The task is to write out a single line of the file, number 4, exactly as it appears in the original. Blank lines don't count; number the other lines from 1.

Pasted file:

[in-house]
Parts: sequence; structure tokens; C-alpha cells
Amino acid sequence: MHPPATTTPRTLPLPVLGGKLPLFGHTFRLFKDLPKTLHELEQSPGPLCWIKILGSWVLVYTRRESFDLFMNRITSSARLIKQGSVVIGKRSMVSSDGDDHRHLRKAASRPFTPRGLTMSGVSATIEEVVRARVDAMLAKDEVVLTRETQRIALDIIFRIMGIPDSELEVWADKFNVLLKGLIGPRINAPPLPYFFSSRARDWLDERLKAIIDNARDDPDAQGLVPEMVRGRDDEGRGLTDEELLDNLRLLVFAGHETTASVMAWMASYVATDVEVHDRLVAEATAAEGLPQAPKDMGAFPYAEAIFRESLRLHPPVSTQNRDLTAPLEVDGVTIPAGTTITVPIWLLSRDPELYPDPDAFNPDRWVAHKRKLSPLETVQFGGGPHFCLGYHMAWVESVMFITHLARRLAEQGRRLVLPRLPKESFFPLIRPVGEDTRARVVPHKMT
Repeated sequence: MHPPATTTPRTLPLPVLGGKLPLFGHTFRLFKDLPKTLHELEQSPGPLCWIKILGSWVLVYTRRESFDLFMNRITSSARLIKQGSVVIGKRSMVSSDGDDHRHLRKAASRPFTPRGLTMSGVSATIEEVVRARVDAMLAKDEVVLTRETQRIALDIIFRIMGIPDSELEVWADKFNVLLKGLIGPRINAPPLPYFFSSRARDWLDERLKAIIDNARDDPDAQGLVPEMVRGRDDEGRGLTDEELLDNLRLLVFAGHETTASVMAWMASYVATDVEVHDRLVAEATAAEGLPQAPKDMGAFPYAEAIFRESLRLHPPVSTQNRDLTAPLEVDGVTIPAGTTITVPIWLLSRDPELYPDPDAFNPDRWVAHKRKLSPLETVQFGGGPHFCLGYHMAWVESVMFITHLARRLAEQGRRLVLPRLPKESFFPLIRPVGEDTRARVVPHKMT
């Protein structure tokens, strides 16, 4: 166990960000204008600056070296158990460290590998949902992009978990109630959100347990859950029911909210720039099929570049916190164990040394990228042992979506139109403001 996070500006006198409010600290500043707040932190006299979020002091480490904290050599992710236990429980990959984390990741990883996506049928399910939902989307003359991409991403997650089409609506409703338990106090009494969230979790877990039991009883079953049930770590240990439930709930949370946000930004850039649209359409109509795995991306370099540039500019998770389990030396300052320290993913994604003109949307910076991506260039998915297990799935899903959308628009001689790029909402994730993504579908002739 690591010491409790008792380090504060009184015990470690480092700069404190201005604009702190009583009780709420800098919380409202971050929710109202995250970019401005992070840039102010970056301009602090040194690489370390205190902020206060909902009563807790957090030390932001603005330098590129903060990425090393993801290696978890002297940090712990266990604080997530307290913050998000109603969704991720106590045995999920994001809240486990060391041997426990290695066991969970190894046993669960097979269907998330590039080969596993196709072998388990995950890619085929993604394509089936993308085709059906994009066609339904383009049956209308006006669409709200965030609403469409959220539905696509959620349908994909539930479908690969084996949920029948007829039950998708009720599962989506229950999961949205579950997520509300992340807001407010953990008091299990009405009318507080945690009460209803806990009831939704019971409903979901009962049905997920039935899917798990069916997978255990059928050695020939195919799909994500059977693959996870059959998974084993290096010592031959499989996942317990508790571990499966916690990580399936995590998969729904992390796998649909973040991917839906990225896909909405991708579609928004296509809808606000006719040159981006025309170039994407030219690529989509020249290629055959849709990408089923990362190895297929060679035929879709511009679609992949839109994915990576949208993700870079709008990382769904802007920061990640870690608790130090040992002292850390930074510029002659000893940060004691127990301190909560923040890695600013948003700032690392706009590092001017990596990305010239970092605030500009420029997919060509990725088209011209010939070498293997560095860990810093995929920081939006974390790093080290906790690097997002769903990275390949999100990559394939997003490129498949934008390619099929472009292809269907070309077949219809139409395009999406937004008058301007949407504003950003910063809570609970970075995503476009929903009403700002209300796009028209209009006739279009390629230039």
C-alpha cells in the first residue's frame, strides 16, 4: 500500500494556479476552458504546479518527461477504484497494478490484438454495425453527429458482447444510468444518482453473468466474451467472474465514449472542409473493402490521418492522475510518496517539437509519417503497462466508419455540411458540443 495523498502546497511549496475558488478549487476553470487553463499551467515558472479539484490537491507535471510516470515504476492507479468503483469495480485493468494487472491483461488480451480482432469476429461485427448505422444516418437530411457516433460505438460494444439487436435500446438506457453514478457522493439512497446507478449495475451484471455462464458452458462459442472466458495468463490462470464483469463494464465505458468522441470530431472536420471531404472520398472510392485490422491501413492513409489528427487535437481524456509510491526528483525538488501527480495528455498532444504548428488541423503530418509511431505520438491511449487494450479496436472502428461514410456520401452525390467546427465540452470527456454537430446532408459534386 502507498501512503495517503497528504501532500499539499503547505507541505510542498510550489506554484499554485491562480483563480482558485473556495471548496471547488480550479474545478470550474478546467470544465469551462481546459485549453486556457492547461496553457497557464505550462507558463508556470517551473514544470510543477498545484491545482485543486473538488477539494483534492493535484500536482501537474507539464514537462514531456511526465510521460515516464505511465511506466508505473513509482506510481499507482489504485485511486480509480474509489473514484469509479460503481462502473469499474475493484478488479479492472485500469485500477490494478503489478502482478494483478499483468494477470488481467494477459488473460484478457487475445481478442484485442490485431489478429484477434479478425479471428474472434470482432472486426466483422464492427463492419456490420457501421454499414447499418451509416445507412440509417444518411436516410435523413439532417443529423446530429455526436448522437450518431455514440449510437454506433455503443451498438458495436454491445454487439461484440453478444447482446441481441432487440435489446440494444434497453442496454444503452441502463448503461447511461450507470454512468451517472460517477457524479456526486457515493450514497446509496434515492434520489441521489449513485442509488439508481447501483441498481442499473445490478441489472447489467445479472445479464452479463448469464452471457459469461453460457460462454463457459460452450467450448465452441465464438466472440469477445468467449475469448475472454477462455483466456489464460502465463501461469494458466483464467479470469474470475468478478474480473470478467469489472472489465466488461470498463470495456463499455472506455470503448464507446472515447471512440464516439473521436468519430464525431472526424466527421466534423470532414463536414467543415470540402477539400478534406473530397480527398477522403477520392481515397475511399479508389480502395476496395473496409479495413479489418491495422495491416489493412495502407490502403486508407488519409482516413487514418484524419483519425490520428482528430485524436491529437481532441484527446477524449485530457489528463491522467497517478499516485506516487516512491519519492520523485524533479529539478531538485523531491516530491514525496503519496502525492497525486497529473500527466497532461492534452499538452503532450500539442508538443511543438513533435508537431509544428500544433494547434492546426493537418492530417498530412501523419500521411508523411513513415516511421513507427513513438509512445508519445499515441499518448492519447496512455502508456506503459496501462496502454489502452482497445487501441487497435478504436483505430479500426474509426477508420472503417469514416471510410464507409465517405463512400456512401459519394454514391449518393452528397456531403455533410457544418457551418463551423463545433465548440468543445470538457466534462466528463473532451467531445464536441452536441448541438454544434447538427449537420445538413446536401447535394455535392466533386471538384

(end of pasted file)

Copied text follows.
Repeated sequence: MHPPATTTPRTLPLPVLGGKLPLFGHTFRLFKDLPKTLHELEQSPGPLCWIKILGSWVLVYTRRESFDLFMNRITSSARLIKQGSVVIGKRSMVSSDGDDHRHLRKAASRPFTPRGLTMSGVSATIEEVVRARVDAMLAKDEVVLTRETQRIALDIIFRIMGIPDSELEVWADKFNVLLKGLIGPRINAPPLPYFFSSRARDWLDERLKAIIDNARDDPDAQGLVPEMVRGRDDEGRGLTDEELLDNLRLLVFAGHETTASVMAWMASYVATDVEVHDRLVAEATAAEGLPQAPKDMGAFPYAEAIFRESLRLHPPVSTQNRDLTAPLEVDGVTIPAGTTITVPIWLLSRDPELYPDPDAFNPDRWVAHKRKLSPLETVQFGGGPHFCLGYHMAWVESVMFITHLARRLAEQGRRLVLPRLPKESFFPLIRPVGEDTRARVVPHKMT